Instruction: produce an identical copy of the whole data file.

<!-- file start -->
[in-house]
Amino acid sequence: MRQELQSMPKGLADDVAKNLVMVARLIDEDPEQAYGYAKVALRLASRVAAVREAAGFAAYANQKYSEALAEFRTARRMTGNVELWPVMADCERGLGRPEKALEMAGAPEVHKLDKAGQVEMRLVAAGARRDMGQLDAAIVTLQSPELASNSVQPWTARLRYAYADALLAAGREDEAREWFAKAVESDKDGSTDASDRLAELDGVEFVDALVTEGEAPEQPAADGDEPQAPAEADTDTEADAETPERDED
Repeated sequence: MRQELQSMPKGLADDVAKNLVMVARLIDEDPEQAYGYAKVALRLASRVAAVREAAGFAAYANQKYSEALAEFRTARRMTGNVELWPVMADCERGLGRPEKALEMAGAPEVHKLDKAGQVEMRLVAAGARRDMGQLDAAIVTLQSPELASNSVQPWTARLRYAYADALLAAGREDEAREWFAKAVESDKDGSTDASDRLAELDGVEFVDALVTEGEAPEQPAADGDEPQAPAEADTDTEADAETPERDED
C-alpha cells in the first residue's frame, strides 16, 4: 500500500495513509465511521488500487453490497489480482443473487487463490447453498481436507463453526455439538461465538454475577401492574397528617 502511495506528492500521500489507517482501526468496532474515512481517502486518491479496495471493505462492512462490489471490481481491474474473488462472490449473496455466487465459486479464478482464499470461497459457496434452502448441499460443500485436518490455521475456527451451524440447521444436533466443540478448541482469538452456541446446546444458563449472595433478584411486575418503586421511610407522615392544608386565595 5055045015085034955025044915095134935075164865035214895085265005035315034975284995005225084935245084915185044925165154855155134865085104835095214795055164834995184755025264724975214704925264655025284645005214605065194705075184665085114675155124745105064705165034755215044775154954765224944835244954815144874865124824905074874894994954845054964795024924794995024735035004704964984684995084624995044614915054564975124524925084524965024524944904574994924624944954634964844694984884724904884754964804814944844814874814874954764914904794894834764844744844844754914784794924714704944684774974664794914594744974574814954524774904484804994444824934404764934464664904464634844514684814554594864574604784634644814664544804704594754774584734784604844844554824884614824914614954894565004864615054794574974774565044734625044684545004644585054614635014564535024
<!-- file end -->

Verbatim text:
[in-house]
Amino acid sequence: MRQELQSMPKGLADDVAKNLVMVARLIDEDPEQAYGYAKVALRLASRVAAVREAAGFAAYANQKYSEALAEFRTARRMTGNVELWPVMADCERGLGRPEKALEMAGAPEVHKLDKAGQVEMRLVAAGARRDMGQLDAAIVTLQSPELASNSVQPWTARLRYAYADALLAAGREDEAREWFAKAVESDKDGSTDASDRLAELDGVEFVDALVTEGEAPEQPAADGDEPQAPAEADTDTEADAETPERDED
Repeated sequence: MRQELQSMPKGLADDVAKNLVMVARLIDEDPEQAYGYAKVALRLASRVAAVREAAGFAAYANQKYSEALAEFRTARRMTGNVELWPVMADCERGLGRPEKALEMAGAPEVHKLDKAGQVEMRLVAAGARRDMGQLDAAIVTLQSPELASNSVQPWTARLRYAYADALLAAGREDEAREWFAKAVESDKDGSTDASDRLAELDGVEFVDALVTEGEAPEQPAADGDEPQAPAEADTDTEADAETPERDED
C-alpha cells in the first residue's frame, strides 16, 4: 500500500495513509465511521488500487453490497489480482443473487487463490447453498481436507463453526455439538461465538454475577401492574397528617 502511495506528492500521500489507517482501526468496532474515512481517502486518491479496495471493505462492512462490489471490481481491474474473488462472490449473496455466487465459486479464478482464499470461497459457496434452502448441499460443500485436518490455521475456527451451524440447521444436533466443540478448541482469538452456541446446546444458563449472595433478584411486575418503586421511610407522615392544608386565595 5055045015085034955025044915095134935075164865035214895085265005035315034975284995005225084935245084915185044925165154855155134865085104835095214795055164834995184755025264724975214704925264655025284645005214605065194705075184665085114675155124745105064705165034755215044775154954765224944835244954815144874865124824905074874894994954845054964795024924794995024735035004704964984684995084624995044614915054564975124524925084524965024524944904574994924624944954634964844694984884724904884754964804814944844814874814874954764914904794894834764844744844844754914784794924714704944684774974664794914594744974574814954524774904484804994444824934404764934464664904464634844514684814554594864574604784634644814664544804704594754774584734784604844844554824884614824914614954894565004864615054794574974774565044734625044684545004644585054614635014564535024